Recently, I was part of a video conference with several faith formation leaders from other denominations and the topic of our discussion was how to help our churches be intentionally intergenerational. Most churches span the generations –– even those with few children generally have more than one generation present in their congregations. Most churches are unintentionally multi-generational but few are truly intergenerational. Few churches really excel in bringing the various generations together to form lasting and meaningful relationships as they learn, play and worship together. This should come as no surprise to us, since our dominant surrounding culture does an outstanding job of separating the generations and pitting them against each other. Yet research shows that churched children and youth who form important relationships with other generations in their faith communities and who worship together as a whole church are far more likely to find faith and community important as they grow older than those who have not had this experience in their churches.
So what does a truly intergenerational — or some might call it pan-generational — church look like?
First, it is far more than a church with a family ministry. Family Ministry can be a subset of an intergenerational church’s ministry because families usually include at least two generations, but its name makes it exclusive, and intergenerational ministry is extravagantly inclusive. I once worked with a senior minister who insisted on calling our experimental forays into pan-generational worship “Family Worship.” So, of course, those without children assumed this particular worship service was not for them and spent their time elsewhere, dooming the concept of intergenerational worship before it began.
Second, intergenerational ministry is anything where the generations in your church do something together (learn, play, serve, worship) and actually talk to each other and spend time with each other. It’s much more than having different generations in the same space together –– they need to actually “be” with each other. The Women’s Ministry in a church I served had some finishing work to be done on some baby blankets they’d made. They had the wonderful idea to invite the youth group girls to help them do this one day after school. When I walked into the room to see how things were going, what I saw were the teen girls sitting at one end of the table and the older women sitting at the other end of the table. No one had thought about how to get the groups talking with each other as they worked. Multi-generational, yes. Intergenerational, no.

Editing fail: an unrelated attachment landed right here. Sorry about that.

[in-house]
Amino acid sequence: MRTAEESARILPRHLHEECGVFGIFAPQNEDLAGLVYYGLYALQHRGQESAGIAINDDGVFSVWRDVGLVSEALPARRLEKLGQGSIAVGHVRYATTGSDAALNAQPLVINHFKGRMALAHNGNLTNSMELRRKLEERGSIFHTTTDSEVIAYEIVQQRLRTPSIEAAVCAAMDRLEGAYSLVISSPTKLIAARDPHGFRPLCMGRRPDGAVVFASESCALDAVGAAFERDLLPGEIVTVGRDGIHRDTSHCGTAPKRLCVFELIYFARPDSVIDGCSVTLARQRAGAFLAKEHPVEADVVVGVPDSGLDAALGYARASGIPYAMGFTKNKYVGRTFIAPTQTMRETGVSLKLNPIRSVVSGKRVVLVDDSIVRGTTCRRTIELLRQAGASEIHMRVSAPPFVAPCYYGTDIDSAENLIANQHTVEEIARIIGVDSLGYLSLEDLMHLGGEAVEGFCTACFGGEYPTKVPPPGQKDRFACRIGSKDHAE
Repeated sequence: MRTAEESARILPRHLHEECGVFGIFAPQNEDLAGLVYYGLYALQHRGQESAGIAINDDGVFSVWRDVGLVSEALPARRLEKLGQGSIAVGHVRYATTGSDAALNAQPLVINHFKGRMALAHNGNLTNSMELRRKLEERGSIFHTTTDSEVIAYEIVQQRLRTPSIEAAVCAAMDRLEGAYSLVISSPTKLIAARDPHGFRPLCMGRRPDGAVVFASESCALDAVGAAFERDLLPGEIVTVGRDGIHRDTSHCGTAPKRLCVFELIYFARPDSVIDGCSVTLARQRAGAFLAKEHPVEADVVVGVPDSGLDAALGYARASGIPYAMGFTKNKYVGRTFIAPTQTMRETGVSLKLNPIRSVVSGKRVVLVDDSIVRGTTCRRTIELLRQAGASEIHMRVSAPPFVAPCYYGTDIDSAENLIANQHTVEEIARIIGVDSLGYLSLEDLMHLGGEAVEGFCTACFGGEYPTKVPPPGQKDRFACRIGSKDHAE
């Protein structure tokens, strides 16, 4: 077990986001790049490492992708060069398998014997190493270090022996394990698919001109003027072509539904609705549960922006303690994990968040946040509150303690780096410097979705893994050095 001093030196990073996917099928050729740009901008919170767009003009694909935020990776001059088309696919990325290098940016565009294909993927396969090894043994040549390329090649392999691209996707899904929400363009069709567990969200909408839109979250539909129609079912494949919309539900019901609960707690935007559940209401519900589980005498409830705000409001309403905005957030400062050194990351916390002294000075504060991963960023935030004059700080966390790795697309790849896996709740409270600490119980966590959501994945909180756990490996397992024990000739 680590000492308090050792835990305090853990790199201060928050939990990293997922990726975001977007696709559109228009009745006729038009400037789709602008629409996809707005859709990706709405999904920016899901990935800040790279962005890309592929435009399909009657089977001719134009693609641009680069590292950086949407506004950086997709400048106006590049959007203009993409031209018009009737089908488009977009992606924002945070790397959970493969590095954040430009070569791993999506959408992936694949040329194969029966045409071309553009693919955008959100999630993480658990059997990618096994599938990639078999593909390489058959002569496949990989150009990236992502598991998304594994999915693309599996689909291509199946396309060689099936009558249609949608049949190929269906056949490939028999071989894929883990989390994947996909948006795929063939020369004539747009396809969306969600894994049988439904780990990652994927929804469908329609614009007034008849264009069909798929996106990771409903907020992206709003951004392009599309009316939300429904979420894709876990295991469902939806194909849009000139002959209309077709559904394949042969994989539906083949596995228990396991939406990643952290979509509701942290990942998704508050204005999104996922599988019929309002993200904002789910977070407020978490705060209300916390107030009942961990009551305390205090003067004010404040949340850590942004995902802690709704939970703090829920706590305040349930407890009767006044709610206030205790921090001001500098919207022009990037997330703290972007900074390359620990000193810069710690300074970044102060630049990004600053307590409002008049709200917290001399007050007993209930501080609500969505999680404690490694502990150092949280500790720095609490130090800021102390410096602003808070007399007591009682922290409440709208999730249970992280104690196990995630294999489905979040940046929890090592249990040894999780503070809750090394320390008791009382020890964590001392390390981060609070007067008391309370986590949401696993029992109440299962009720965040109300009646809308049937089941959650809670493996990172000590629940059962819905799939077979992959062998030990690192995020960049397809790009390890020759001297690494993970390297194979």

Last, any attempt to be an intergenerational church means that all the generations need to be included meaningfully in your weekly corporate worship. One of my denominational colleagues on the conference call was adamant that any church really desiring to put intergenerational ministry into practice cannot exclude all the generations from worship, ever. And I heartily agreed with him. In order to be truly intergenerational, churches must work to create worship that is meaningful across the generations and confront the biases that keep our children and youth out of our worship services. And our churches need to confront worship practices that stand as barriers to meaningful worship across the generations. Corporate praise and worship of God is the one act of faith formation the entire local faith community does together –– so to exclude any generation from that in any way is excluding them from one of the most important formative activities the church does.
For a lot of churches, learning how to be intergenerational is a culture change, so it will not happen overnight. But the 21st-century church cannot afford to ignore this large part of what it means to be God’s church.
Sparking Ministry Conversations
On a scale of 1-10, how intergenerational is your church? What kinds of things could you do right now to make your faith community more intergenerational? What do you think “worship that is meaningful across the generations” might look like?
The Rev. Dr. Ivy Beckwith is the Faith Formation Team Leader for the United Church of Christ. Ivy and her team want to hear your stories about the transformative ideas your church has implemented in the area of faith formation. She can be reached at email@example.com or at 216-736-3875.